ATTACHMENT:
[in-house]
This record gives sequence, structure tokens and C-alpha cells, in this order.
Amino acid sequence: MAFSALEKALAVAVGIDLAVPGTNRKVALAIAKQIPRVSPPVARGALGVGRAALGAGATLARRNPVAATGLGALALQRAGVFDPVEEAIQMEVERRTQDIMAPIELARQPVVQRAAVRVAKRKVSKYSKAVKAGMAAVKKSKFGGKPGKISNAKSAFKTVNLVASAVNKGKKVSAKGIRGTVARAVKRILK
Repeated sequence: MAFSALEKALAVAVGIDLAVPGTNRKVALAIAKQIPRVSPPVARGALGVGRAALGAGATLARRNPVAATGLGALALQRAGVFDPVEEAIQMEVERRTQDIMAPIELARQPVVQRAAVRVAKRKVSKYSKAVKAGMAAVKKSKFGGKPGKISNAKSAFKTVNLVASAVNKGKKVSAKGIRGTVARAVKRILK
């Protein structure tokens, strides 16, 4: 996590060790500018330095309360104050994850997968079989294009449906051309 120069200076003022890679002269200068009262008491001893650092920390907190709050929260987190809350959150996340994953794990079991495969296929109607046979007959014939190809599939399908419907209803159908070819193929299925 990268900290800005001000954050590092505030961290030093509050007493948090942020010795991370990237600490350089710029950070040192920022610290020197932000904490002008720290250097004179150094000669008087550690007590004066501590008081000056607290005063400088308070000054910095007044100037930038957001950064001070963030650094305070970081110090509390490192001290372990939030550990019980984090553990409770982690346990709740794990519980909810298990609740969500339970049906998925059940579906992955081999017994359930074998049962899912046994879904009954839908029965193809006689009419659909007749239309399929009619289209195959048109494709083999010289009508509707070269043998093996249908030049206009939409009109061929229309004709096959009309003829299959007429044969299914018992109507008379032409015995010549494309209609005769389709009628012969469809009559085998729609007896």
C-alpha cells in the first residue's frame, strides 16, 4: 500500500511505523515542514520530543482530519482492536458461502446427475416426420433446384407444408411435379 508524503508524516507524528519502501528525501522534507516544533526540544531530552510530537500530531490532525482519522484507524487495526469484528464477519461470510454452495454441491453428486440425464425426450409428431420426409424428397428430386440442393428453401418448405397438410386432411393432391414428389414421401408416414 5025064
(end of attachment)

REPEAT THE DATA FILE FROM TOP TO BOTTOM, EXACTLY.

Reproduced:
[in-house]
This record gives sequence, structure tokens and C-alpha cells, in this order.
Amino acid sequence: MAFSALEKALAVAVGIDLAVPGTNRKVALAIAKQIPRVSPPVARGALGVGRAALGAGATLARRNPVAATGLGALALQRAGVFDPVEEAIQMEVERRTQDIMAPIELARQPVVQRAAVRVAKRKVSKYSKAVKAGMAAVKKSKFGGKPGKISNAKSAFKTVNLVASAVNKGKKVSAKGIRGTVARAVKRILK
Repeated sequence: MAFSALEKALAVAVGIDLAVPGTNRKVALAIAKQIPRVSPPVARGALGVGRAALGAGATLARRNPVAATGLGALALQRAGVFDPVEEAIQMEVERRTQDIMAPIELARQPVVQRAAVRVAKRKVSKYSKAVKAGMAAVKKSKFGGKPGKISNAKSAFKTVNLVASAVNKGKKVSAKGIRGTVARAVKRILK
């Protein structure tokens, strides 16, 4: 996590060790500018330095309360104050994850997968079989294009449906051309 120069200076003022890679002269200068009262008491001893650092920390907190709050929260987190809350959150996340994953794990079991495969296929109607046979007959014939190809599939399908419907209803159908070819193929299925 990268900290800005001000954050590092505030961290030093509050007493948090942020010795991370990237600490350089710029950070040192920022610290020197932000904490002008720290250097004179150094000669008087550690007590004066501590008081000056607290005063400088308070000054910095007044100037930038957001950064001070963030650094305070970081110090509390490192001290372990939030550990019980984090553990409770982690346990709740794990519980909810298990609740969500339970049906998925059940579906992955081999017994359930074998049962899912046994879904009954839908029965193809006689009419659909007749239309399929009619289209195959048109494709083999010289009508509707070269043998093996249908030049206009939409009109061929229309004709096959009309003829299959007429044969299914018992109507008379032409015995010549494309209609005769389709009628012969469809009559085998729609007896």
C-alpha cells in the first residue's frame, strides 16, 4: 500500500511505523515542514520530543482530519482492536458461502446427475416426420433446384407444408411435379 508524503508524516507524528519502501528525501522534507516544533526540544531530552510530537500530531490532525482519522484507524487495526469484528464477519461470510454452495454441491453428486440425464425426450409428431420426409424428397428430386440442393428453401418448405397438410386432411393432391414428389414421401408416414 5025064